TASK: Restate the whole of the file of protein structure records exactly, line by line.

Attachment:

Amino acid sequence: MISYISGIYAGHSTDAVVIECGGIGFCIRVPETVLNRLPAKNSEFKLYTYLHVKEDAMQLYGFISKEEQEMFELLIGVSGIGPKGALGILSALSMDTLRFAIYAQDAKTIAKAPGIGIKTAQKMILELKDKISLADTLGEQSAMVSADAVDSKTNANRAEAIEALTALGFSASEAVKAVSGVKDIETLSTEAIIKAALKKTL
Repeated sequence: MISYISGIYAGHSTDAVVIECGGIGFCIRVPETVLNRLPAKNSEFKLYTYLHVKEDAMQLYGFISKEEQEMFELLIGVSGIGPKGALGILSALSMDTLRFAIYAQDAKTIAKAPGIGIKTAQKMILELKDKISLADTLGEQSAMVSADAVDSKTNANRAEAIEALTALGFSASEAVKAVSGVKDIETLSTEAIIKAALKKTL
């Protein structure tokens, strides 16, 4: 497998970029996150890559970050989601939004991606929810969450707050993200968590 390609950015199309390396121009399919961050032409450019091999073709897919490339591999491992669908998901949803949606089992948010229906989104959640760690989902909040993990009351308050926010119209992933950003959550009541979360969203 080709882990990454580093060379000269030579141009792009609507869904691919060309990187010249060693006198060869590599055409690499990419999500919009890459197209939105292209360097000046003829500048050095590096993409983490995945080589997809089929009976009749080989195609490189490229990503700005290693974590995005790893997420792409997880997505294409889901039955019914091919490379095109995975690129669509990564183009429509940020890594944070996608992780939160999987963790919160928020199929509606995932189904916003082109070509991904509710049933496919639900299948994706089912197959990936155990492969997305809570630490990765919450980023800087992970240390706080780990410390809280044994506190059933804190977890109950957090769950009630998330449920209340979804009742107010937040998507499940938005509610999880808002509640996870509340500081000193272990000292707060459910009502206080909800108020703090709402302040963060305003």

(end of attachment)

Amino acid sequence: MISYISGIYAGHSTDAVVIECGGIGFCIRVPETVLNRLPAKNSEFKLYTYLHVKEDAMQLYGFISKEEQEMFELLIGVSGIGPKGALGILSALSMDTLRFAIYAQDAKTIAKAPGIGIKTAQKMILELKDKISLADTLGEQSAMVSADAVDSKTNANRAEAIEALTALGFSASEAVKAVSGVKDIETLSTEAIIKAALKKTL
Repeated sequence: MISYISGIYAGHSTDAVVIECGGIGFCIRVPETVLNRLPAKNSEFKLYTYLHVKEDAMQLYGFISKEEQEMFELLIGVSGIGPKGALGILSALSMDTLRFAIYAQDAKTIAKAPGIGIKTAQKMILELKDKISLADTLGEQSAMVSADAVDSKTNANRAEAIEALTALGFSASEAVKAVSGVKDIETLSTEAIIKAALKKTL
């Protein structure tokens, strides 16, 4: 497998970029996150890559970050989601939004991606929810969450707050993200968590 390609950015199309390396121009399919961050032409450019091999073709897919490339591999491992669908998901949803949606089992948010229906989104959640760690989902909040993990009351308050926010119209992933950003959550009541979360969203 080709882990990454580093060379000269030579141009792009609507869904691919060309990187010249060693006198060869590599055409690499990419999500919009890459197209939105292209360097000046003829500048050095590096993409983490995945080589997809089929009976009749080989195609490189490229990503700005290693974590995005790893997420792409997880997505294409889901039955019914091919490379095109995975690129669509990564183009429509940020890594944070996608992780939160999987963790919160928020199929509606995932189904916003082109070509991904509710049933496919639900299948994706089912197959990936155990492969997305809570630490990765919450980023800087992970240390706080780990410390809280044994506190059933804190977890109950957090769950009630998330449920209340979804009742107010937040998507499940938005509610999880808002509640996870509340500081000193272990000292707060459910009502206080909800108020703090709402302040963060305003």